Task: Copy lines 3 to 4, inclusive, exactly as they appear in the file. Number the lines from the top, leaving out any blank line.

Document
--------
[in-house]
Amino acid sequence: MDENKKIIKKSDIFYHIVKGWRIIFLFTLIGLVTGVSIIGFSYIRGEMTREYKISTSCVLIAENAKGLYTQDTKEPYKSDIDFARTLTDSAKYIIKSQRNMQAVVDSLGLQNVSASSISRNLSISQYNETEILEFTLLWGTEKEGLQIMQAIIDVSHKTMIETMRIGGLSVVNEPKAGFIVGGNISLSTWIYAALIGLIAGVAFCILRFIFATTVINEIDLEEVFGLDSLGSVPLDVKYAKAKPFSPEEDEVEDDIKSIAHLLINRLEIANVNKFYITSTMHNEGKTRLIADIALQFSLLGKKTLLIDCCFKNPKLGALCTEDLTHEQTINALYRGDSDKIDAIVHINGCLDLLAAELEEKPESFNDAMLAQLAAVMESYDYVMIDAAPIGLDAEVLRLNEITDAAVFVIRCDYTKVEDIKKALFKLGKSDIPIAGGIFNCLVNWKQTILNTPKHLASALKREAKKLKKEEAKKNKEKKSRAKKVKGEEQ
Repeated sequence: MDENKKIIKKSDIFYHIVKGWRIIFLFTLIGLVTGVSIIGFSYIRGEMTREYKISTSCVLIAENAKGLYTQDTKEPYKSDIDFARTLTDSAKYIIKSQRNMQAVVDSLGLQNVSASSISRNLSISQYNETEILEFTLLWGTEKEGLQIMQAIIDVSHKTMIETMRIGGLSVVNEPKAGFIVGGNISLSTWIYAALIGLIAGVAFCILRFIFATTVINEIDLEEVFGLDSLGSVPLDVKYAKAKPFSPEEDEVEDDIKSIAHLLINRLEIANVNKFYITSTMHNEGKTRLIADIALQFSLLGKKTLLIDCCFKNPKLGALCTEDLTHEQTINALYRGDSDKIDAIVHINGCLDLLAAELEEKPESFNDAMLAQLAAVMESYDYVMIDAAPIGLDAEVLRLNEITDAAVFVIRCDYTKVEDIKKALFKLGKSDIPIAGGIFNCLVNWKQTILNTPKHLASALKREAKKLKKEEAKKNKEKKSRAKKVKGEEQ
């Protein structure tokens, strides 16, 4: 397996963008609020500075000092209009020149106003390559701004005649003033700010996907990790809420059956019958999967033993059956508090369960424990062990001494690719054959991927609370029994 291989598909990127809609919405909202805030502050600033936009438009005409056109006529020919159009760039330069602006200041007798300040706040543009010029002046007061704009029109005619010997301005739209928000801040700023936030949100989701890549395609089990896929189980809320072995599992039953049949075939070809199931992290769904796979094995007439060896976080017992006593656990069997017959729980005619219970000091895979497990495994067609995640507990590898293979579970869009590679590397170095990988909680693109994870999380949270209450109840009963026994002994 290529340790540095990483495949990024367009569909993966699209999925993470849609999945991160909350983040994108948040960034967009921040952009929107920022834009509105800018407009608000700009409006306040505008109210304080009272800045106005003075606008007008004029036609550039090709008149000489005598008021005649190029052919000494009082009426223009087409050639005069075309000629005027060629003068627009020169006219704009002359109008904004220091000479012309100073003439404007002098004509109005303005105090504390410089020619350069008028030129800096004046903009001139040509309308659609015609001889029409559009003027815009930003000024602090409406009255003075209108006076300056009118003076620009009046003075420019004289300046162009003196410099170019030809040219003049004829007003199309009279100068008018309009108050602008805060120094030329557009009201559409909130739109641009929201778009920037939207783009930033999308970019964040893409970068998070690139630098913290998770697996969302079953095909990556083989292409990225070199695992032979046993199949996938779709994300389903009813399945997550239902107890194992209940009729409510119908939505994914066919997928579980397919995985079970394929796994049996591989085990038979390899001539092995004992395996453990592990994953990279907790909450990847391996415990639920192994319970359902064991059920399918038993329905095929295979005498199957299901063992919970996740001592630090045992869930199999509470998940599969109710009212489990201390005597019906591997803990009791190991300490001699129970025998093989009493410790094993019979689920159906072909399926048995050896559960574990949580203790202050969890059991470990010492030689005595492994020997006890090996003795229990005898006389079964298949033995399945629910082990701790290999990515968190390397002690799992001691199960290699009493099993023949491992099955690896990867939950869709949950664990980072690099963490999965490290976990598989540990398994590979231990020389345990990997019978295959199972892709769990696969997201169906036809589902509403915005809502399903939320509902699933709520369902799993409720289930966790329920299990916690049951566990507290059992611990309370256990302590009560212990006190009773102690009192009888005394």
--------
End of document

Repeated sequence: MDENKKIIKKSDIFYHIVKGWRIIFLFTLIGLVTGVSIIGFSYIRGEMTREYKISTSCVLIAENAKGLYTQDTKEPYKSDIDFARTLTDSAKYIIKSQRNMQAVVDSLGLQNVSASSISRNLSISQYNETEILEFTLLWGTEKEGLQIMQAIIDVSHKTMIETMRIGGLSVVNEPKAGFIVGGNISLSTWIYAALIGLIAGVAFCILRFIFATTVINEIDLEEVFGLDSLGSVPLDVKYAKAKPFSPEEDEVEDDIKSIAHLLINRLEIANVNKFYITSTMHNEGKTRLIADIALQFSLLGKKTLLIDCCFKNPKLGALCTEDLTHEQTINALYRGDSDKIDAIVHINGCLDLLAAELEEKPESFNDAMLAQLAAVMESYDYVMIDAAPIGLDAEVLRLNEITDAAVFVIRCDYTKVEDIKKALFKLGKSDIPIAGGIFNCLVNWKQTILNTPKHLASALKREAKKLKKEEAKKNKEKKSRAKKVKGEEQ
């Protein structure tokens, strides 16, 4: 397996963008609020500075000092209009020149106003390559701004005649003033700010996907990790809420059956019958999967033993059956508090369960424990062990001494690719054959991927609370029994 291989598909990127809609919405909202805030502050600033936009438009005409056109006529020919159009760039330069602006200041007798300040706040543009010029002046007061704009029109005619010997301005739209928000801040700023936030949100989701890549395609089990896929189980809320072995599992039953049949075939070809199931992290769904796979094995007439060896976080017992006593656990069997017959729980005619219970000091895979497990495994067609995640507990590898293979579970869009590679590397170095990988909680693109994870999380949270209450109840009963026994002994 290529340790540095990483495949990024367009569909993966699209999925993470849609999945991160909350983040994108948040960034967009921040952009929107920022834009509105800018407009608000700009409006306040505008109210304080009272800045106005003075606008007008004029036609550039090709008149000489005598008021005649190029052919000494009082009426223009087409050639005069075309000629005027060629003068627009020169006219704009002359109008904004220091000479012309100073003439404007002098004509109005303005105090504390410089020619350069008028030129800096004046903009001139040509309308659609015609001889029409559009003027815009930003000024602090409406009255003075209108006076300056009118003076620009009046003075420019004289300046162009003196410099170019030809040219003049004829007003199309009279100068008018309009108050602008805060120094030329557009009201559409909130739109641009929201778009920037939207783009930033999308970019964040893409970068998070690139630098913290998770697996969302079953095909990556083989292409990225070199695992032979046993199949996938779709994300389903009813399945997550239902107890194992209940009729409510119908939505994914066919997928579980397919995985079970394929796994049996591989085990038979390899001539092995004992395996453990592990994953990279907790909450990847391996415990639920192994319970359902064991059920399918038993329905095929295979005498199957299901063992919970996740001592630090045992869930199999509470998940599969109710009212489990201390005597019906591997803990009791190991300490001699129970025998093989009493410790094993019979689920159906072909399926048995050896559960574990949580203790202050969890059991470990010492030689005595492994020997006890090996003795229990005898006389079964298949033995399945629910082990701790290999990515968190390397002690799992001691199960290699009493099993023949491992099955690896990867939950869709949950664990980072690099963490999965490290976990598989540990398994590979231990020389345990990997019978295959199972892709769990696969997201169906036809589902509403915005809502399903939320509902699933709520369902799993409720289930966790329920299990916690049951566990507290059992611990309370256990302590009560212990006190009773102690009192009888005394």